The New Zealand Council for Civil Liberties supports the repeal of section 123 of the Crimes Act, thereby abolishing the crime of blasphemous libel.

Submission: End of Life Choice Bill

Submission

The New Zealand Council for Civil Liberties encourages Parliament to pass the End of Life Choice Bill

Submission: NZ Intelligence & Security Bill 2016

Text of our submission on the NZ Intelligence & Security Bill to the Foreign Affairs, Defence and Trade Select Committee.

Submission: Maritime Crimes Amendment Bill

Expressing our concern at the use of "terrorism" to include legal or only trivially criminal political protest.

Submission: Child Protection [Child Sex Offender Register] Bill

INTRODUCTION

The New Zealand Council for Civil Liberties Inc [NZCCL] welcomes the opportunity to present a submission on this Bill, and I make this submission on behalf of the Council.

This Bill contains a proposal which is designed to reduce the risk of serious harm to children from known child sex offenders living in the community.  This is to be given effect to by the creation of a child sex offender register.

The Regulatory Impact Statement acknowledges that there is limited research evidence available from other jurisdictions about the effectiveness of such registers.  Accordingly no estimate of the value of the anticipated benefits has been possible.   It seems clear that this is virtually a “blue skies” approach, and one might be excused for thinking that, without the provision of substantial additional assistance for those whose names will appear on the register, the proposal is directed towards significant further restrictions on a small group of individuals for whom there is in general little public sympathy.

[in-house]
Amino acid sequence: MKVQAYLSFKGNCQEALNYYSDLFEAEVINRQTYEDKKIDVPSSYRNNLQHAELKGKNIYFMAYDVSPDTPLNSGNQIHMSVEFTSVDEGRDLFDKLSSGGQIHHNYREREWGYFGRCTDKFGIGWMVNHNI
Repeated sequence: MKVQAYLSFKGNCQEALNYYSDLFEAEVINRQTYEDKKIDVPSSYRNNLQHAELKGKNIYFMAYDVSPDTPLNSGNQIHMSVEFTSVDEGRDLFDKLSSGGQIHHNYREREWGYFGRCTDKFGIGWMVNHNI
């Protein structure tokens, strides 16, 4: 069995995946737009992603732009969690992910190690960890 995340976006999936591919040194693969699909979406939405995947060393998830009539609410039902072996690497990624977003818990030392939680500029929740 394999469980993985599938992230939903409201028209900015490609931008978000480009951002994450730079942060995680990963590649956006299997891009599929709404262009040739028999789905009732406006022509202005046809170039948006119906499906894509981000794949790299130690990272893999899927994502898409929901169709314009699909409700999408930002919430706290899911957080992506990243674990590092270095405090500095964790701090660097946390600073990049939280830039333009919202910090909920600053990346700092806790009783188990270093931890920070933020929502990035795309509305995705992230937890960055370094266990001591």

Submission: Immigration Amendment Bill (No. 2)

In relation to the Immigration Amendment Bill (No. 2), NZCCL is concerned at aspects that impinge on rights and protections contained in the New Zealand Bill of Rights Act 1990 (“BoRA”) and the Privacy Act 1993.  NZCCL welcomes the opportunity to discuss these with the Committee. 

The aspects of the Immigration Amendment Bill that the Council has concerns about are:

  • the failure to confirm that Privacy Principle 6 (PP6) does apply to personal information that will be relied on in making absolute discretion decisions on the grant of visas under section 61 of the Immigration Act 2009 (the Immigration Act);
  • changes to the search regime that allow for search of a dwellinghouse without a warrant;
  • power to use force to collect biometric data from an individual.

 

NZCCL submission to Constitutional Advisory Panel

New Zealand Council for Civil Liberties

Submission to Constitutional Advisory Panel

1   Introduction